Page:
5 at 5: Monica Lewinsky tells all, finally

5 at 5: Monica Lewinsky tells all, finally

Also: auditor general reports, missing Nigerian schoolgirls, and where is Rob Ford?

Monica Lewinsky arrives at the International Exhibition and Conference Centre in Edinburgh in this Monica Lewinsky in a file photo from 2004. (Robert Paterson/Reuters)

Monica Lewinsky in a file photo from 2004. (Robert Paterson/Reuters)

Monica Lewinsky writes about affair with Bill Clinton in Vanity Fair. Lewinsky, now 40, is breaking her silence after more than 10 years, with a first-person essay in the latest issue of Vanity Fair that is grabbing headlines Tuesday. “It’s time to burn the beret and bury the blue dress,” she writes in a preview, posted to the magazine’s website. Though the full story doesn’t come out until Thursday, in the preview on the Vanity Fair website, Lewinsky says there was no abuse, and that the relationship was a consensual one between two adults. Any abuse, she writes, came after the affair “when I was made a scapegoat in order to protect his powerful position.” Why tell her story now? Lewinsky says she was moved by the story of Tyler Clementi, an 18-year-old college student, who killed himself in 2010 after he was filmed kissing another man. Sharing her story, she writes, could help someone else. Its timing is also certain to irk the Hillary 2016 campaign team.

Auditor General finds prison system is still too crowded. Among the most interesting findings from AG Michael Ferguson’s report, released this morning, is that federal prisons are, again, going to be overcrowded within a few years, even after the Conservative government has taken measures to overhaul the system. Recent prison improvements and expansions were just quick-fix solutions and didn’t consider the long-term, the report found. Here are more of the highlights from the AG’s report on First Nations policing (not working), public-service pensions (potentially unsustainable), the company that handles paid federal employee moves (not tendered properly), StatsCan jobs data (not good), and the CRA (improving).

Story of kidnapped Nigerian schoolgirls gains momentum. Nearly a month after more than 200 Nigerian schoolgirls were kidnapped by a group of Islamic militants in the northeast part of the country, the international community seems to be paying attention. The militant group Boko Haram has claimed responsibility for the kidnapping, which occurred on April 14 as the girls, all between the ages of 16 and 18, were writing a final physics exam. The U.S. state department said Tuesday that the Nigerian government has accepted its offer of support and that it will send a team, including law enforcement and military, to aid the government in finding the girls and negotiating for their release. Until now, the Nigerian government and its military have come under criticism for failure to locate the girls, who are thought to be hidden in dense forest in the northeast part of the country. Some may also be in neighbouring countries by now. The exact number of missing girls is unclear, with reports saying between 176 and 276. The U.S. aid comes amid news reports that eight other girls have been kidnapped from a village in Borno, the same state where the initial kidnapping occurred.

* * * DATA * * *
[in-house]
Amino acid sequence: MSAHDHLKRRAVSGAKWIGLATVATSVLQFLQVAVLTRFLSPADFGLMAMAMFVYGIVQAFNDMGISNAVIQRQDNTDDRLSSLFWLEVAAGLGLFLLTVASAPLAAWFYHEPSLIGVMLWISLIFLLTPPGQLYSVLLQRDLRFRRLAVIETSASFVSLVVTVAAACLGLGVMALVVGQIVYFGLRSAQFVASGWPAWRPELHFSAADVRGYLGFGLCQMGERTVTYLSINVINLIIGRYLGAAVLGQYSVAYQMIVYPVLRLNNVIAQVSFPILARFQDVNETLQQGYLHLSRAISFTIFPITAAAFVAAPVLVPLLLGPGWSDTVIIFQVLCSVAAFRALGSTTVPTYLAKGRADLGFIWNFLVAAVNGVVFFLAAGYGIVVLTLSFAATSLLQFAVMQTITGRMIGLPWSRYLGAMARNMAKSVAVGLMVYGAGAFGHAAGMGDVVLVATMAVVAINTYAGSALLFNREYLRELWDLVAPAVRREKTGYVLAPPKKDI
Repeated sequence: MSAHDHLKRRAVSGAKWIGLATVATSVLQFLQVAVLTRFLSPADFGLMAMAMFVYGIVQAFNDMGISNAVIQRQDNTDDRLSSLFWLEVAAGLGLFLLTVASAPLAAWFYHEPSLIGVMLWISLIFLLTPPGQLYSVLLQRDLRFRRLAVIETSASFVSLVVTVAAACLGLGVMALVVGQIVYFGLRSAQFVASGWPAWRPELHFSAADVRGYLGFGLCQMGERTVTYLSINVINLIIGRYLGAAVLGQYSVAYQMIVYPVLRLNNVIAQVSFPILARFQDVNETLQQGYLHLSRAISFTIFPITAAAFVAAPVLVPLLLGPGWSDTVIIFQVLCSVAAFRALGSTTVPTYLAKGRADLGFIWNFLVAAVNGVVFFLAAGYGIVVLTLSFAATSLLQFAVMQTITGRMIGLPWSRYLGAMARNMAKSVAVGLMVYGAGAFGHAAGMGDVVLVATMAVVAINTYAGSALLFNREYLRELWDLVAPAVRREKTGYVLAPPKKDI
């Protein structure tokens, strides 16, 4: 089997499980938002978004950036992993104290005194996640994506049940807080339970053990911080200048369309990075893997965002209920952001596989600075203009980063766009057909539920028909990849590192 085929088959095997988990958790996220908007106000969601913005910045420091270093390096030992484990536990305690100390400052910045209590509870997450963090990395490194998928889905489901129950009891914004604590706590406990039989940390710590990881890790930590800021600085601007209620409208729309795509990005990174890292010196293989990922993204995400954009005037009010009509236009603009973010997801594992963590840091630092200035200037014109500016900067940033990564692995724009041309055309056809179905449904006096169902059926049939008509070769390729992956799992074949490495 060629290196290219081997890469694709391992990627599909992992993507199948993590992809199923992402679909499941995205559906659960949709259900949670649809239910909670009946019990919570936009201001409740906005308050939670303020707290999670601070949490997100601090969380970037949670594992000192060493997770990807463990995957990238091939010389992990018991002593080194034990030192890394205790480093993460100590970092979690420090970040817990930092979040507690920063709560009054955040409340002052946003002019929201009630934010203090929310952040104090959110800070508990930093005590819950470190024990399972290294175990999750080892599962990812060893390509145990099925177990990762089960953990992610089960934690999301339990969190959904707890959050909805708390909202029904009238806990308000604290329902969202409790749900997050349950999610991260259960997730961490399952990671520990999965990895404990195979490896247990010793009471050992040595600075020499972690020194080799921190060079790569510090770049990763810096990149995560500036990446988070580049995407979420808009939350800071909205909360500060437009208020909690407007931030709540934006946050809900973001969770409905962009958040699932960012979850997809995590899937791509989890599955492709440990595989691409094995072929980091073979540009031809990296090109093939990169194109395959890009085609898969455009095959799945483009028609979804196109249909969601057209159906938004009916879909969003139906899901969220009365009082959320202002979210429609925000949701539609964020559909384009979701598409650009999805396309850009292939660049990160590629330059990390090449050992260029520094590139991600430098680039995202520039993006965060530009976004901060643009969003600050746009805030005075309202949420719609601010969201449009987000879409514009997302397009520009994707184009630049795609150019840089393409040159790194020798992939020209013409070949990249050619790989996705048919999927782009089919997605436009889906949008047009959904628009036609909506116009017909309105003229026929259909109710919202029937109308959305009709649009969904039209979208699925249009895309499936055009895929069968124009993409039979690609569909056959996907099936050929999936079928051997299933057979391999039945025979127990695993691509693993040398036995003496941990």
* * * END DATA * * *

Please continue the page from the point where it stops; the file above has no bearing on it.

German foreign minister warns of impending war in Ukraine. If nothing changes, the conflict between Ukraine and Russia could soon shift to an all-out war, German foreign minister Frank-Walter Steinmeier warned in a series of interviews Tuesday. The acting Ukrainian interior minister wrote on Facebook Monday that more than 30 Russian militants (he calls them terrorists) were killed in clashes outside the eastern city of Slavyansk. Tensions remain high in other parts of the country, as well, especially after violence in the city of Odessa over the weekend. “The bloody pictures from Odessa have shown us that we are just a few steps away from a military confrontation,” Steinmeier said in interviews published Tuesday.

Where, exactly, is Mayor Rob Ford? Ford is in treatment for substance abuse, that much his brother Coun. Doug Ford and his lawyer will confirm, but there are questions today about just where the mayor ended up. The questions were spurred by a Globe and Mail report that says Ford flew to Chicago on a private plane, but voluntarily chose not enter the country (or, perhaps was volun-told not to enter). Meanwhile, Toronto City Hall met for its first council meeting since the Ford Circus left town, but Ford couldn’t stay away entirely. He called his brother, Coun. Ford at city hall, and spoke on the phone briefly with his one-time friend Coun. Denzil Minnan-Wong. Also on Tuesday, Doug Ford sat in his brother’s vacant mayor chair for a bit and he wouldn’t rule out his own run for mayor, should Rob Ford be forced to drop out of the race. So, the Ford Side Show continues until the main act reappears.

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